At my martial arts school, it’s a big deal when someone gets a belt promotion, even a blue belt. I know this is the case when it comes to the martial arts in Portland Oregon, or any of the other SBGs.

But the big deal isn’t in the status the new belt carries, it’s in the real, material technical ability that the belt color signifies!

 -Stephen Whittier, SBG East Coast Director

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That’s a great letter by Master Instructor Whittier.

If you are wondering how we feel about BJJ belts ranks as it relates to the Martial Arts in Portland Oregon SBG, that expressed it.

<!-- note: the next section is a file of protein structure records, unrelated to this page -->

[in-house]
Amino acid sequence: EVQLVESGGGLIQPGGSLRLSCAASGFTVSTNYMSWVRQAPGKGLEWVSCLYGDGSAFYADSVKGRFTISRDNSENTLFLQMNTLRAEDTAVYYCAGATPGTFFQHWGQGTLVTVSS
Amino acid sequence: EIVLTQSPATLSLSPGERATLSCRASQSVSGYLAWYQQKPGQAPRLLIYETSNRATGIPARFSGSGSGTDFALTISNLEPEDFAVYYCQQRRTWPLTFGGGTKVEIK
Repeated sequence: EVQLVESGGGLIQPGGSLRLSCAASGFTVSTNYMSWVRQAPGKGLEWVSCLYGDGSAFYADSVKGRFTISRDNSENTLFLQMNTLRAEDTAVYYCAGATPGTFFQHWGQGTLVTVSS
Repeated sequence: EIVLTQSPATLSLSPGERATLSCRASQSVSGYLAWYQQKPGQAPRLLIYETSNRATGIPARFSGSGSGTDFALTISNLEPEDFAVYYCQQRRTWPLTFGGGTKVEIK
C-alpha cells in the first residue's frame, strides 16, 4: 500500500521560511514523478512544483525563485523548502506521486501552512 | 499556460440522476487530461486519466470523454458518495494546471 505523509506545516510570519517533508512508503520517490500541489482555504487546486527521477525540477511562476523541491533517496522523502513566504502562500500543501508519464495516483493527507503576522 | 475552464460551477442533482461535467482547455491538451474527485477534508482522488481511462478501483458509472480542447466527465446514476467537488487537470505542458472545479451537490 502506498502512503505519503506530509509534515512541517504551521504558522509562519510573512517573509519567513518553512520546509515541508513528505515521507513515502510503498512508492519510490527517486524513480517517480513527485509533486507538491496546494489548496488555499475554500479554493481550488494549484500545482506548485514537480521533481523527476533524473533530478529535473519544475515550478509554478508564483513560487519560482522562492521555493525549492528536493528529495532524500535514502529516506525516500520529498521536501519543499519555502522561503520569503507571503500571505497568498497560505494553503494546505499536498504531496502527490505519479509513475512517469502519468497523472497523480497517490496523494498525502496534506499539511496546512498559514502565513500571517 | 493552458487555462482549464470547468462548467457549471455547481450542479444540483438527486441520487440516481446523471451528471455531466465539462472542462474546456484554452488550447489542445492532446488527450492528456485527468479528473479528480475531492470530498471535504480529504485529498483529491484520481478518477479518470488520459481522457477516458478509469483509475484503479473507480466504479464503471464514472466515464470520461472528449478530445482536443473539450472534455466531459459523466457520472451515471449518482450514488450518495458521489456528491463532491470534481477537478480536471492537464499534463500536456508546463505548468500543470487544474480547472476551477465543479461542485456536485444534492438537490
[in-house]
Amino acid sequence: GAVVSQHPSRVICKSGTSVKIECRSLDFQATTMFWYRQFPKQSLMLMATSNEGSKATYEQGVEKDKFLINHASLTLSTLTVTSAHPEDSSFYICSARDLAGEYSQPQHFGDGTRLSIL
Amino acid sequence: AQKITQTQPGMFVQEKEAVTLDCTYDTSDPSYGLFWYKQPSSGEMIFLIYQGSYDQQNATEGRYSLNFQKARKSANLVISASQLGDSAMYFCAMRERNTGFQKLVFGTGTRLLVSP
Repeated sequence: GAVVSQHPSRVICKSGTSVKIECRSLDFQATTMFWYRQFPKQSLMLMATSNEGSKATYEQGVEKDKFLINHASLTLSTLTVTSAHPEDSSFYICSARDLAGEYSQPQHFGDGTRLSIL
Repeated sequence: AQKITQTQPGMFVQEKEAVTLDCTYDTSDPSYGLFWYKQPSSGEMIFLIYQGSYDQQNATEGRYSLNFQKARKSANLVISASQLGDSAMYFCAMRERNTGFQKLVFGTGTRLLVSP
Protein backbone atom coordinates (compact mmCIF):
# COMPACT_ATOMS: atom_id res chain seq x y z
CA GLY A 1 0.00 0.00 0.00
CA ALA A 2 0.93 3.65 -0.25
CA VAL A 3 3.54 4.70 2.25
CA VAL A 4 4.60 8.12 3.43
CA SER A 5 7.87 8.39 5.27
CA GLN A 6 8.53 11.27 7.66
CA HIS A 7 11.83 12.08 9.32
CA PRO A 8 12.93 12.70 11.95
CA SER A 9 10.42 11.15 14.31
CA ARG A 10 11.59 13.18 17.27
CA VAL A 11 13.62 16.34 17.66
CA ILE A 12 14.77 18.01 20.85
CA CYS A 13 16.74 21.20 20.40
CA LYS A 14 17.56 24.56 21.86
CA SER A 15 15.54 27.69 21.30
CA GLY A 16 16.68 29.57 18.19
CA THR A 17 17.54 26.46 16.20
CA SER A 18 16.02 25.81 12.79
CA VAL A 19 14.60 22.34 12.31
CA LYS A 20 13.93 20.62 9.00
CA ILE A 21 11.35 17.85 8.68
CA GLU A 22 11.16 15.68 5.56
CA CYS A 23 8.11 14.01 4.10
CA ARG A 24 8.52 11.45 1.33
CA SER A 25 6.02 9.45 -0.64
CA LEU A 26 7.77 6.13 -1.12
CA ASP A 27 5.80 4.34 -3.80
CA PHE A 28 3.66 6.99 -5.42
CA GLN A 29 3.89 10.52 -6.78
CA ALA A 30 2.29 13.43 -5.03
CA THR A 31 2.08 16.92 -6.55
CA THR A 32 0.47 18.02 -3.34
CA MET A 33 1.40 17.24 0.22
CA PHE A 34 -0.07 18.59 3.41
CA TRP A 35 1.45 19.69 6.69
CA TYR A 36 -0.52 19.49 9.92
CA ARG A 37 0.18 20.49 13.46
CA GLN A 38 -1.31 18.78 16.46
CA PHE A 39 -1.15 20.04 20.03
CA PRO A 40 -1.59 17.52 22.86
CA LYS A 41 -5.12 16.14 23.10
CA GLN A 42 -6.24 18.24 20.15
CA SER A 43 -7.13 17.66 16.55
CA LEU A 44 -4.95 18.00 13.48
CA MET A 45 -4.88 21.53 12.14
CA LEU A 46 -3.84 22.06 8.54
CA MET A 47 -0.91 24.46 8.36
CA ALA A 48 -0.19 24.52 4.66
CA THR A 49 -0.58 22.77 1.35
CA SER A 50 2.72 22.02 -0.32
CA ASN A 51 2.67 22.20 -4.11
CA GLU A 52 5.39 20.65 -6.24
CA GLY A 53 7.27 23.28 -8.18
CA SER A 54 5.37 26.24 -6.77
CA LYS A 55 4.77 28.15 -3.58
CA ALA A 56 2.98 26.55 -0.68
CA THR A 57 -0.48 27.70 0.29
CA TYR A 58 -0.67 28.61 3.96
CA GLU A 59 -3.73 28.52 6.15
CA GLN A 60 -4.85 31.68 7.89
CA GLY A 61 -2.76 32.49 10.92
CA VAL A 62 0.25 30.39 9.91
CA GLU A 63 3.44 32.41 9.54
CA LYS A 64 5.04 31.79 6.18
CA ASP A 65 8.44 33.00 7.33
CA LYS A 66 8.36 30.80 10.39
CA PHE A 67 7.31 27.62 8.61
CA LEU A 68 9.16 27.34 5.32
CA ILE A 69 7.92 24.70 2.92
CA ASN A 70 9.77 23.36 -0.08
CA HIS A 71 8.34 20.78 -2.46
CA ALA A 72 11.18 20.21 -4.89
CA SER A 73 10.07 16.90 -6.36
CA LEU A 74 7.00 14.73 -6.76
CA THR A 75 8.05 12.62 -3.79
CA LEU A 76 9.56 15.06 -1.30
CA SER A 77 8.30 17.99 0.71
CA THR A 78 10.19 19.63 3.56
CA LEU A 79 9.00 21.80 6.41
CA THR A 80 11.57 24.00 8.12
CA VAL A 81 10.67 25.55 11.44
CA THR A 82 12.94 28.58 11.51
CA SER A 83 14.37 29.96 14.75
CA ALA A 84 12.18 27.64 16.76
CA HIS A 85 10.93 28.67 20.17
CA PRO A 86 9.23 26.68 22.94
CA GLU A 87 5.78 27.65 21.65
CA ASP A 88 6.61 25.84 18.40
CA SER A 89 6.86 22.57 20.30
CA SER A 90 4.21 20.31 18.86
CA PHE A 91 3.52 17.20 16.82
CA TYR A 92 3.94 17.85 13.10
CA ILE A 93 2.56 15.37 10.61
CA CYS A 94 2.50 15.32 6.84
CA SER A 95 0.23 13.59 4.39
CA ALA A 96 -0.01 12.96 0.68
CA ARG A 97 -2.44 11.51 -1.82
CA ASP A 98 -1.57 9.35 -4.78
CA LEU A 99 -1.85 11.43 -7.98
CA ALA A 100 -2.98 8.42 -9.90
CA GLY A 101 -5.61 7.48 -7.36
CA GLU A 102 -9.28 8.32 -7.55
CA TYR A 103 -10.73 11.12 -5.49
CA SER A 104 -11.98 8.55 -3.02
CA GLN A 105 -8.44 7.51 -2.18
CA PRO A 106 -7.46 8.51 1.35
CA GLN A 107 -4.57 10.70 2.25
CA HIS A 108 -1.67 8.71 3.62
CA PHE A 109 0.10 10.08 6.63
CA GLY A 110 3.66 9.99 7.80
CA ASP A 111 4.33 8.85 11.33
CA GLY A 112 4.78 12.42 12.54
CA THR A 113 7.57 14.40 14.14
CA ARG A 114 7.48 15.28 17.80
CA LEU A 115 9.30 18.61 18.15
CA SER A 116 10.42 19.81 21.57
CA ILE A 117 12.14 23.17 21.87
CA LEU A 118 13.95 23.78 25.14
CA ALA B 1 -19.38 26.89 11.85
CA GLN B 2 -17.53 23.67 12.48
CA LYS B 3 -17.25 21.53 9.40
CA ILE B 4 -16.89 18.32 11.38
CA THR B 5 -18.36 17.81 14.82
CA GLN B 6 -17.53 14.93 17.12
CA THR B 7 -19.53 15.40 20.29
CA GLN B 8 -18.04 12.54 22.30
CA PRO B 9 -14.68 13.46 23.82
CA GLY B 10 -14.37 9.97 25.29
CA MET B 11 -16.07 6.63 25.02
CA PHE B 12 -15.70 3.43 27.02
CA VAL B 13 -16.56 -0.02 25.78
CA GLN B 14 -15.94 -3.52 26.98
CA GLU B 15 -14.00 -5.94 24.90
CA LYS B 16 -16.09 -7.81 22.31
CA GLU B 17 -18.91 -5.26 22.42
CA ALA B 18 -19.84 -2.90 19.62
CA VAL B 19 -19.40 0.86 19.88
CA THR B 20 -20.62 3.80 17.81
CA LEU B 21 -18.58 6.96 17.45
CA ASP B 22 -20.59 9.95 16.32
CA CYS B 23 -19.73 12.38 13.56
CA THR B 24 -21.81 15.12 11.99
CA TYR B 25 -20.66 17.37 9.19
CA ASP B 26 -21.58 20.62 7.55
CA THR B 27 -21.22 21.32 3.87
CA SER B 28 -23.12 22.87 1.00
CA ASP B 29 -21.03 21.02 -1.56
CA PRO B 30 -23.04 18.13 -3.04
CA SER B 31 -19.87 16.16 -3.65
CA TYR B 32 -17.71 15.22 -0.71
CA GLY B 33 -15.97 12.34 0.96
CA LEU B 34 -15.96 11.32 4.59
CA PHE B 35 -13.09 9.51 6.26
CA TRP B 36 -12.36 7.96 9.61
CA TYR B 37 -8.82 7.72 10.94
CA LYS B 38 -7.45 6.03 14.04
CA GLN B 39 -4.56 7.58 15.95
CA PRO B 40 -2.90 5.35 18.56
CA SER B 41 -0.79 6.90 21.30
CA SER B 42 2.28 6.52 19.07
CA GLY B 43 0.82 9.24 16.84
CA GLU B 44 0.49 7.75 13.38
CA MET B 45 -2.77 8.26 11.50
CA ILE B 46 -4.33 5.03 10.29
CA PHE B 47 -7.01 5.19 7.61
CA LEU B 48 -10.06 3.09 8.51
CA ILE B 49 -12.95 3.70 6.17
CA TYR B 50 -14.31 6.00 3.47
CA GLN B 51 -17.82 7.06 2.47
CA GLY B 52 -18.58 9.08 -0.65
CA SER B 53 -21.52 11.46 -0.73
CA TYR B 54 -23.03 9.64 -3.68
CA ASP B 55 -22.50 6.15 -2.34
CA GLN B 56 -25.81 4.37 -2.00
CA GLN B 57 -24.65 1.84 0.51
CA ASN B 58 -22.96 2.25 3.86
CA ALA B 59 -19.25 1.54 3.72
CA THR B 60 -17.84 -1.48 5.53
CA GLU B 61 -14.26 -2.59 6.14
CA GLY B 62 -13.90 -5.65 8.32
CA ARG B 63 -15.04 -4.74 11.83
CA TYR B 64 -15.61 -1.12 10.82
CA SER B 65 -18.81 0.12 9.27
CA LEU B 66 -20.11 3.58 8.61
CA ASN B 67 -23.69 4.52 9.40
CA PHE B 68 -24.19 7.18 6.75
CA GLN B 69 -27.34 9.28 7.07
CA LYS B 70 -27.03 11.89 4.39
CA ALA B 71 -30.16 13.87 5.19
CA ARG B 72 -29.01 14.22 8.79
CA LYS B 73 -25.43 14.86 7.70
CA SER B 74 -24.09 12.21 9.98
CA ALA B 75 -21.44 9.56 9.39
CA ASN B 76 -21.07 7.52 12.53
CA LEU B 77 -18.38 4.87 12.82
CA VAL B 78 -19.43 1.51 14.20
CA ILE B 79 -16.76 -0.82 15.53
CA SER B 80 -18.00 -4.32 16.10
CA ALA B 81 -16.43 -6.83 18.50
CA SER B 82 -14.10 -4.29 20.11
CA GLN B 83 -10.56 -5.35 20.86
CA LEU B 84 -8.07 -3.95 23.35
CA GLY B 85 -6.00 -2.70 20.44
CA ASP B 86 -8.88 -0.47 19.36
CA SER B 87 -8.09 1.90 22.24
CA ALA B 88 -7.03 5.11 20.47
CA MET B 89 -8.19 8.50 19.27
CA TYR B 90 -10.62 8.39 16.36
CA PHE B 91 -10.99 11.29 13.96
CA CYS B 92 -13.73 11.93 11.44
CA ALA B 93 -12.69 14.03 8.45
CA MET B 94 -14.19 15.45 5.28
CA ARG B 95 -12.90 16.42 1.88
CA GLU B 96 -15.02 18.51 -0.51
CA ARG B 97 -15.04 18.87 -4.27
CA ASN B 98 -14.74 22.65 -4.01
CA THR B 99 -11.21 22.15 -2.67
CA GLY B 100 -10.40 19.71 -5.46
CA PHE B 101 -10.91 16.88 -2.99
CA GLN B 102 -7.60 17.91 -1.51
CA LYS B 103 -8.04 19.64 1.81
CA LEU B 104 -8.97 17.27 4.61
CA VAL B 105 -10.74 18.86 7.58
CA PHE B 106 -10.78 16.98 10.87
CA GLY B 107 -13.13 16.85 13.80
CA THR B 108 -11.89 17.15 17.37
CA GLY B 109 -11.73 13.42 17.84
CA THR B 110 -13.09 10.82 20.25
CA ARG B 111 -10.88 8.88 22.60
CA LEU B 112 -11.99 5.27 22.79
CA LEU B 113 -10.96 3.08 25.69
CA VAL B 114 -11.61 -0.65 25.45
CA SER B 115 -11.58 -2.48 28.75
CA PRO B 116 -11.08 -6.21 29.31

Coach Steve received quite a bit of follow up on the topic, which lead to this very insightful question and answer session:

This first set of questions comes from someone who trains martial arts at my friend’s gym (an SBG school, there are SBG’s all over the world, including the world headquarters located in Portland Oregon) and pointed out that the standards seemed much higher for belt ranks there, than at the school where he originally came from.
1) “Should a martial arts student moving to another gym always keep his/her belt? I think yes because it is the “honest” thing to do. What do you think?”
I agree. Standards will vary from place to place but you it is not up to the student which belt he or she wears, it’s up to the instructor. So I see no reason to penalize anyone for their rank. I would appreciate them for their training goals, contribution to the martial arts school’s positive training environment, and for putting in the work… over time the rank will take care of itself.